A new way to think about plants

students sorting SESE seeds by cool and warm

First-graders in Ms. Bolton’s class have been learning about plants: plant parts, the functions of each part, and the order that the parts develop. They’ve also been exploring food and which part of a plant different types of food are; for instance, a carrot is a root, spinach is a leaf and broccoli is a flower. They’ve also been learning that the plants we eat for their roots, leaves and stems — the parts that develop first — are usually the ones that get planted first, when temperatures are still pretty cool. The plants that we eat for their flowers and fruits, like peppers, tomatoes and melons, are planted in late spring when the soil and air are warmer.

Thanks to a generous donation of seeds from Southern Exposure Seed Exchange, the students were able to help Ms. Evers sort the newly arrived seed packets by when we’ll plant the seeds: in cooler temps or warmer ones. A drawing of a plant with all of its parts helped the students decide whether to put the seed packets by the roots (cool) or by the flowers and fruits (warm).

Writing a recipe for healthy soil

adding household items

Third-graders are learning LOTS about soil. But instead of playing in the dirt in the classroom, they’re creating soil in Belvedere’s new garden beds.

The students started earlier this year by learning about the components of soil and what nutrients are needed for healthy soil. They studied different nutrients — especially carbon and nitrogen — and brainstormed where around the school they could find sources of these nutrients. They set up stations in the teacher lounges for coffee grounds, filters, tea leaves and tea bags. They also gave every class a gallon-size baggie, inviting them to save their pencil shavings (carbon!!).

so many choicesEach third grade class has been assigned two raised beds to build soil in. This week and next, they’ll create their class “recipe” for that soil and mix in the ingredients. They’re taking notes about each material that they add to the bed and a measurement of how much of that material they used. Ingredients include carbon sources (“browns” in composting) like pencil shavings, shredded leaves (thanks, Ms. Buchanan!), shredded office paper, dryer lint, eggshells, unbleached cotton balls, empty TP rolls and paper egg cartons as well as nitrogen sources (“greens” in composting) like veggie scraps, banana peels, and huge bags of coffee grounds from the lounges and Starbucks. They’re adding the ingredients in layers of greens and browns, a method called “lasagna gardening.”

IMG_4361The recipe notes will be uploaded into a spreadsheet shared among the five classes so they can compare recipes. After students plant later this year, they’ll be able to use this data to think about why some gardens might be doing better than others. For now, though, we’re getting ready to cover the beds with dark tarps and let that lasagna (soil) cook!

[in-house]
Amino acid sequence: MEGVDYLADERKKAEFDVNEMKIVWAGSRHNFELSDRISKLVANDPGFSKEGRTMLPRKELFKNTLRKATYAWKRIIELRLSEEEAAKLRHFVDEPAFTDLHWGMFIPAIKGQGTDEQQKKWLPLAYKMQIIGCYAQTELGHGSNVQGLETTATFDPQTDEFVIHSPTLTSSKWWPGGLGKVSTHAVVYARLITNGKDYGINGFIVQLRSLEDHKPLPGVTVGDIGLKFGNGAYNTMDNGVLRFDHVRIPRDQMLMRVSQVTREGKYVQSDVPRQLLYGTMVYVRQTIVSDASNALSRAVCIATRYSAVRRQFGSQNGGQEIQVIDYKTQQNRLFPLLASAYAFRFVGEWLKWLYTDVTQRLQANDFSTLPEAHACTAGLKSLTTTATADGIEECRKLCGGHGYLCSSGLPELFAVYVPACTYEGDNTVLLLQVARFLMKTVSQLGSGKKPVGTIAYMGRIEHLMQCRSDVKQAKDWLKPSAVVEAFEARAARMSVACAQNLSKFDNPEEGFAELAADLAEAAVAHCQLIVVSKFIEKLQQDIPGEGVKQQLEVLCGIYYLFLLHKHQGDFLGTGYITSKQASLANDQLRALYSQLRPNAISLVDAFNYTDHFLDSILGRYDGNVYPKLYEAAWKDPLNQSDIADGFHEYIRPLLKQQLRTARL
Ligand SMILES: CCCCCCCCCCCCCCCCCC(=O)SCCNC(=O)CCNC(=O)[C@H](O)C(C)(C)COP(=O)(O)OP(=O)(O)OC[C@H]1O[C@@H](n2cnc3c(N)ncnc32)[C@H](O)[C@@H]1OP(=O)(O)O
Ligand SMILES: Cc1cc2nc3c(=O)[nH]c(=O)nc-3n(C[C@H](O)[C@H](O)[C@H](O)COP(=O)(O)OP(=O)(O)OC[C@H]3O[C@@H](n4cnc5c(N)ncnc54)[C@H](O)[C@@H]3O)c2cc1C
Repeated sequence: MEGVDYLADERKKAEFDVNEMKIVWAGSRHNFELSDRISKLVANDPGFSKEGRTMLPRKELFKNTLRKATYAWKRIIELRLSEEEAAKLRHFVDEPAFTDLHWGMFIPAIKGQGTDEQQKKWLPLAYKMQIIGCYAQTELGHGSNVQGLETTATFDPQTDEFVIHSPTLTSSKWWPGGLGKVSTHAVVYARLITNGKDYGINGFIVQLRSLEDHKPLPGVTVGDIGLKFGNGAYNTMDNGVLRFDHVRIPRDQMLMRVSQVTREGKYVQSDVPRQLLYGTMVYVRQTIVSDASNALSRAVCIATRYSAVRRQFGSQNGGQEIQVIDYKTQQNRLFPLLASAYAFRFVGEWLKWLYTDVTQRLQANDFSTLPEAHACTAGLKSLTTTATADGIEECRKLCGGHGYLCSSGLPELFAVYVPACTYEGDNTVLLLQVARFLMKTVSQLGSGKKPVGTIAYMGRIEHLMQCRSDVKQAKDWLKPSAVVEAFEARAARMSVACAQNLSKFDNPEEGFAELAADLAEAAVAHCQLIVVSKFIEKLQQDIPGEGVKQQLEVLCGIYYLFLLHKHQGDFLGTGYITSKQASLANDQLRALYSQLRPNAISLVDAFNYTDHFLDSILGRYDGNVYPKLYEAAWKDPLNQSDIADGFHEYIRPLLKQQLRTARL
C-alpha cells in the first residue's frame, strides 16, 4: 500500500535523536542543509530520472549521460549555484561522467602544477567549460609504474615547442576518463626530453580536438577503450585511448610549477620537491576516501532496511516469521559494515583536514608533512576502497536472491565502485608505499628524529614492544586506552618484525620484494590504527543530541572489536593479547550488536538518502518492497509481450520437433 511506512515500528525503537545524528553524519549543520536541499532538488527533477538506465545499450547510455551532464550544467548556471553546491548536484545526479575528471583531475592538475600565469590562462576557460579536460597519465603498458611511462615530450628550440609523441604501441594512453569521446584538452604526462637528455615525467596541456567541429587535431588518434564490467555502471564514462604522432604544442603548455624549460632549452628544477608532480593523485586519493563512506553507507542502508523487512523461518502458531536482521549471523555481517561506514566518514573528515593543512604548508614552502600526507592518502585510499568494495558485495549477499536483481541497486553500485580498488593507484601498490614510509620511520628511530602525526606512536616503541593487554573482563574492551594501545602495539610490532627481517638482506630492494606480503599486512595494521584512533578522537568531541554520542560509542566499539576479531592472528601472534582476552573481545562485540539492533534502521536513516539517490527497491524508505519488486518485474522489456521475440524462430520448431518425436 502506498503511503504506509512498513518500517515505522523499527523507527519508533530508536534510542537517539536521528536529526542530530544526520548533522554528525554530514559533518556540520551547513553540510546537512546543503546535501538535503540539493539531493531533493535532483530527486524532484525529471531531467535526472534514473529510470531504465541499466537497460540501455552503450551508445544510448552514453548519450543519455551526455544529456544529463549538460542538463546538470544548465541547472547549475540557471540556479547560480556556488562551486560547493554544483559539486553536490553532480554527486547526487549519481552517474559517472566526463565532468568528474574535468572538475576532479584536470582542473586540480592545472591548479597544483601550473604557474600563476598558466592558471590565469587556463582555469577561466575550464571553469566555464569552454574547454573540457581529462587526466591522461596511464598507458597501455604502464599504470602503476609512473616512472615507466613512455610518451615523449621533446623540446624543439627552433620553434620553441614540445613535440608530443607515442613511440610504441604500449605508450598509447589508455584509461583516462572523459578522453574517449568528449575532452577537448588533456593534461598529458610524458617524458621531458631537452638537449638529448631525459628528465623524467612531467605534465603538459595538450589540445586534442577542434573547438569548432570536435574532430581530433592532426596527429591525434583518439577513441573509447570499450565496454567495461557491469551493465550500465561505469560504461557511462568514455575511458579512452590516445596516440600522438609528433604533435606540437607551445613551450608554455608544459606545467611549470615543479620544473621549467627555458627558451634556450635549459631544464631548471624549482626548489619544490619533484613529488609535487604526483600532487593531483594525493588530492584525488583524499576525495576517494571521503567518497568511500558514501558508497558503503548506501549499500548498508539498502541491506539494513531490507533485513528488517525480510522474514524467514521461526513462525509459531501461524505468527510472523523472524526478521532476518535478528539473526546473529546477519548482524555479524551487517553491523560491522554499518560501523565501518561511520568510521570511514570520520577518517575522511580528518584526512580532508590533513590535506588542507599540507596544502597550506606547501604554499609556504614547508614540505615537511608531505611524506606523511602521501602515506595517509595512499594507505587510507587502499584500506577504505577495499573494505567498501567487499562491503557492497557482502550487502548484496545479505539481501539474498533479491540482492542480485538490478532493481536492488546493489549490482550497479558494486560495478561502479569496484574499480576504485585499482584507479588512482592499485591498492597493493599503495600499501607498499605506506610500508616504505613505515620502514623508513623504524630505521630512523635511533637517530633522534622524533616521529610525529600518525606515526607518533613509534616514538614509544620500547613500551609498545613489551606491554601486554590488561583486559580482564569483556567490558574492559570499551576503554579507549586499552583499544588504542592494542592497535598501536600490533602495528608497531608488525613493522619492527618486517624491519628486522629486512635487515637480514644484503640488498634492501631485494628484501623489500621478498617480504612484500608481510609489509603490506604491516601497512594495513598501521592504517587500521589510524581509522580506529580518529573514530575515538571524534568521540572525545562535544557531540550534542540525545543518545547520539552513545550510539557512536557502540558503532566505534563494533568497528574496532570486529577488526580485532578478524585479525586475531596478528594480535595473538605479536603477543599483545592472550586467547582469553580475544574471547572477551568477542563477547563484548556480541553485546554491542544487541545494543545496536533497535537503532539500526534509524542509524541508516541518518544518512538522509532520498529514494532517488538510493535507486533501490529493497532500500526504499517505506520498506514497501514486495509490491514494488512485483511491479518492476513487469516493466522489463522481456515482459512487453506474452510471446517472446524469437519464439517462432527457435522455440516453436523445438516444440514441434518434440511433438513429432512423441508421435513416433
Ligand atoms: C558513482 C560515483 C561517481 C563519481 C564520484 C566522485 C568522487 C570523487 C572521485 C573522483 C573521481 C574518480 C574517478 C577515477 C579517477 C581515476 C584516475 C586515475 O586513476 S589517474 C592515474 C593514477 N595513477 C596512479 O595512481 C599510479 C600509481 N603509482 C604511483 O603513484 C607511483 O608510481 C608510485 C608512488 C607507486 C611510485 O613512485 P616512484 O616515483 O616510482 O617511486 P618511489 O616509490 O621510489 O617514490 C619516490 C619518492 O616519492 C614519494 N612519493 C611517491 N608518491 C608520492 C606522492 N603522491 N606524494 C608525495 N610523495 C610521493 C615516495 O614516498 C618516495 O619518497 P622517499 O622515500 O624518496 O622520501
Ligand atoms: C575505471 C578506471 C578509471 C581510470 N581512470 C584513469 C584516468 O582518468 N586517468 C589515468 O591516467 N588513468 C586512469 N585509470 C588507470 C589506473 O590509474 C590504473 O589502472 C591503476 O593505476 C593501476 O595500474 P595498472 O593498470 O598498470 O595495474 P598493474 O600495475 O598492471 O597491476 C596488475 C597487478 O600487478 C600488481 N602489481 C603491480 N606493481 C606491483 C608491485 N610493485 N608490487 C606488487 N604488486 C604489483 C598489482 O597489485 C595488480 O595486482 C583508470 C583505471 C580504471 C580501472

A hike for the hardy

Jeff helping kids cross the streamThere’s no such thing as bad weather, only bad clothes: This Scandinavian saying is the Belvedere Outdoor Club’s unofficial motto. And the club lived by it this weekend, taking in the beauty of the wet woods. One reward:  five exciting stream crossings.

The Outdoor Club, which has Saturday morning outings several times a year, is open to all Belvedere families and staff. If you’d like to be on the notification list, contact Andrea Auerbach at asauerbach1@fcps.edu.

A sloppy, soggy, squishy morning

IMG_9827Ms. Bolton’s gardeners are getting ready for spring already! They made paper pulp out of shredded paper and newspaper, then used it to line yogurt cups.

When the paper dries, the students will pop out the paper pots, then add soil and plant a seed or two. When the plants grow too big for their pots, the entire thing – stem to pot – can be planted in the garden.

They loved describing how the pulp felt: soaking, soggy, squishy, slimy, like oatmeal, like clay.







Seed sale this Friday, March 16

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You may print the form below to send in with your child if you want specific seeds to come home. If you don’t have a student at Belvedere, we’d still love for you to come to the sale. This form will let you know what we have in stock. If we sell out of Seed Savers seeds that you wanted, you can still get them from us at the below-retail rate; we’ll be submitting a second order after the sale. As for seeds collected from Belvedere: Once we’re out, we are OUT! Hope to see you on Friday!

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5th graders give learning trail to Belvedere

posting sign 2017

One of the last things Belvedere’s 5th graders did before graduating last week was put the finishing touches on a new learning trail in Belvedere Park. When students return next fall, they’ll be able to learn how actions we take at Belvedere and in the park affect our watershed (all water and land downstream from the school and park).